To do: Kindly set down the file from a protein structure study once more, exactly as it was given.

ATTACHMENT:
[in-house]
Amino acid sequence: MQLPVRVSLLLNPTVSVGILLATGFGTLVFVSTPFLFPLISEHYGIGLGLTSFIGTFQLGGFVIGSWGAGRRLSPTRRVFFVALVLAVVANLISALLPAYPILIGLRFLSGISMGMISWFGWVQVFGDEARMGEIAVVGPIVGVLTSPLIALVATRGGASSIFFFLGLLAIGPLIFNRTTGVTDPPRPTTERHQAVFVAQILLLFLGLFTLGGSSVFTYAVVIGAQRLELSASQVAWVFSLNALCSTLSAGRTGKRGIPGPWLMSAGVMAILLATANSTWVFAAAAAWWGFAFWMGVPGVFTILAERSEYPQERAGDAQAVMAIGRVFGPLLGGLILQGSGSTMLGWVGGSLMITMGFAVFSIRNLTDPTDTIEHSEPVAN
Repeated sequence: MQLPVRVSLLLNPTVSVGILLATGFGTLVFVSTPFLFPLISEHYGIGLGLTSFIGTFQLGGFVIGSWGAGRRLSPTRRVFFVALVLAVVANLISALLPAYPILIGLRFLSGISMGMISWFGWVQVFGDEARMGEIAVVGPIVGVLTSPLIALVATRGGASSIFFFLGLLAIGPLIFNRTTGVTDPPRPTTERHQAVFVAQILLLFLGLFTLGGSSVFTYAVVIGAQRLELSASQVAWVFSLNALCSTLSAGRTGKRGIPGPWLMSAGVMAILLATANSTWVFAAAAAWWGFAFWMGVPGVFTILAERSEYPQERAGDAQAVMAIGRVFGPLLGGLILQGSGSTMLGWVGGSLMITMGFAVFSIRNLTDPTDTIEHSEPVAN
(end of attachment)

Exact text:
[in-house]
Amino acid sequence: MQLPVRVSLLLNPTVSVGILLATGFGTLVFVSTPFLFPLISEHYGIGLGLTSFIGTFQLGGFVIGSWGAGRRLSPTRRVFFVALVLAVVANLISALLPAYPILIGLRFLSGISMGMISWFGWVQVFGDEARMGEIAVVGPIVGVLTSPLIALVATRGGASSIFFFLGLLAIGPLIFNRTTGVTDPPRPTTERHQAVFVAQILLLFLGLFTLGGSSVFTYAVVIGAQRLELSASQVAWVFSLNALCSTLSAGRTGKRGIPGPWLMSAGVMAILLATANSTWVFAAAAAWWGFAFWMGVPGVFTILAERSEYPQERAGDAQAVMAIGRVFGPLLGGLILQGSGSTMLGWVGGSLMITMGFAVFSIRNLTDPTDTIEHSEPVAN
Repeated sequence: MQLPVRVSLLLNPTVSVGILLATGFGTLVFVSTPFLFPLISEHYGIGLGLTSFIGTFQLGGFVIGSWGAGRRLSPTRRVFFVALVLAVVANLISALLPAYPILIGLRFLSGISMGMISWFGWVQVFGDEARMGEIAVVGPIVGVLTSPLIALVATRGGASSIFFFLGLLAIGPLIFNRTTGVTDPPRPTTERHQAVFVAQILLLFLGLFTLGGSSVFTYAVVIGAQRLELSASQVAWVFSLNALCSTLSAGRTGKRGIPGPWLMSAGVMAILLATANSTWVFAAAAAWWGFAFWMGVPGVFTILAERSEYPQERAGDAQAVMAIGRVFGPLLGGLILQGSGSTMLGWVGGSLMITMGFAVFSIRNLTDPTDTIEHSEPVAN